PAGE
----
Cultural factors come into play with backs just as much as eyes. People whose work requires them to lift heavy objects may be at higher risk, and those who work hard to maintain core-body strength may offset the worst of back pain. But, Bezzerides warns, for almost all of us, back pain is in the cards.

Thanks a lot, evolution.

If I were meeting with the author to hash out evolutionary issues as scientists like to do, I would ask him a few questions. Why cite that old theory suggesting that monogamy evolved early in the human line by way of males provisioning females? Monogamy isn't even that common an arrangement today, and females past or present are unlikely to be quite so helpless. How come it's "slightly uncomfortable" to think of our ancestors mating with Neanderthals? And hey, that slap at sheep in the brain section? They're smarter than you think, an important point for analyzing comparative mammalian intelligence.

More concerning, the chapters on reproduction are uneven. It's jarring to see four questions grouped together, about why we're prone to choking; why infertility is widespread; why so many people need braces; and why females menstruate. Which one of these things is not like the other? Menstruation isn't a risk or medical condition. Bezzerides refers to "significant blood loss, significant iron loss, and a significantly lousy few days every month." Yet not everyone's experience with menstruation is so lousy — just as the process of childbirth, challenging as it is, doesn't always involve "screaming and trauma."

Bezzerides taught me some cool new science when explaining what's called spontaneous decidualization, a change in the uterine lining. Unlike in other animals, that lining in humans changes not in response to pregnancy but instead in preparation for pregnancy. The reason, more complicated than I can explain fully here, has to do with fetal burrowing into the womb, a type of maternal-fetal conflict that is more elaborated in humans.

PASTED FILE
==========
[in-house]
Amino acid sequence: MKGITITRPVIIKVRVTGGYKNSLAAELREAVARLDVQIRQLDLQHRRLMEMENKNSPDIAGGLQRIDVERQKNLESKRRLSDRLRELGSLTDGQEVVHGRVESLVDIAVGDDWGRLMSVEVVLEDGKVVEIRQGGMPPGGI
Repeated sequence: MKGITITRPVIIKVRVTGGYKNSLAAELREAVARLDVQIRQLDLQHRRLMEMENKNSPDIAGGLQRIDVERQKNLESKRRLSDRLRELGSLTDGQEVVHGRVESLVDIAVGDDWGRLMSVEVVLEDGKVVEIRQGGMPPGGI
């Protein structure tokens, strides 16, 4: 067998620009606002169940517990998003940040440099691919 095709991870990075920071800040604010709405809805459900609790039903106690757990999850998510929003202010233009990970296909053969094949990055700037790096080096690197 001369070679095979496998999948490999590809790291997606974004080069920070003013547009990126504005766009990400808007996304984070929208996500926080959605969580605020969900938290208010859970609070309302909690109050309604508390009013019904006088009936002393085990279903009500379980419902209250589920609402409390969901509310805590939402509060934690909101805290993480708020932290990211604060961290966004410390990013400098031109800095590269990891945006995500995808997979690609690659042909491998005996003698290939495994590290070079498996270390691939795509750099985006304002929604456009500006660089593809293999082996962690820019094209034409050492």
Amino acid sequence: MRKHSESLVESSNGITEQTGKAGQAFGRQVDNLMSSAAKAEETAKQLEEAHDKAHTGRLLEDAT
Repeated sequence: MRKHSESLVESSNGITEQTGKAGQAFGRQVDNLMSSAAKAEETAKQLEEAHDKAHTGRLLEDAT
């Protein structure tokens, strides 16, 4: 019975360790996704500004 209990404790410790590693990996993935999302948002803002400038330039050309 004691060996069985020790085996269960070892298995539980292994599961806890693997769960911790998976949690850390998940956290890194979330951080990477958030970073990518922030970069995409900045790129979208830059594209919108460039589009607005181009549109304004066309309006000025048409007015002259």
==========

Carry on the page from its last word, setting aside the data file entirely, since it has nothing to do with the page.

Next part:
Yet — another example of that unevenness I mentioned — in continuing to explore reproduction he replicates without question the old myth of sperm making a "perilous trip" so that "only the strongest, fittest sperm" fight their way to an egg. As anthropologist Robert Martin puts it, "Convincing evidence has instead revealed that human sperm are passively transported over considerable distances while travelling through the womb and up the oviducts. So much for Olympic-style racing sperm!"

I still say this book is a home run. Perfection is no more necessary in order to be grateful that a book was written than it is to experience appreciation for the human body with all its flaws. I recommend Evolution Gone Wrong highly to anyone wishing to grasp the mix of biological and cultural forces at work on our anatomy today.

Barbara J. King is a biological anthropologist emerita at William & Mary. Her seventh book, Animals' Best Friends: Putting Compassion to Work for Animals in Captivity and in the Wild, was published in March. Find her on Twitter @bjkingape

Copyright 2021 NPR. To see more, visit https://www.npr.org.

Barbara J. King is a contributor to the NPR blog 13.7: Cosmos & Culture. She is a Chancellor Professor of Anthropology at the College of William and Mary. With a long-standing research interest in primate behavior and human evolution, King has studied baboon foraging in Kenya and gorilla and bonobo communication at captive facilities in the United States.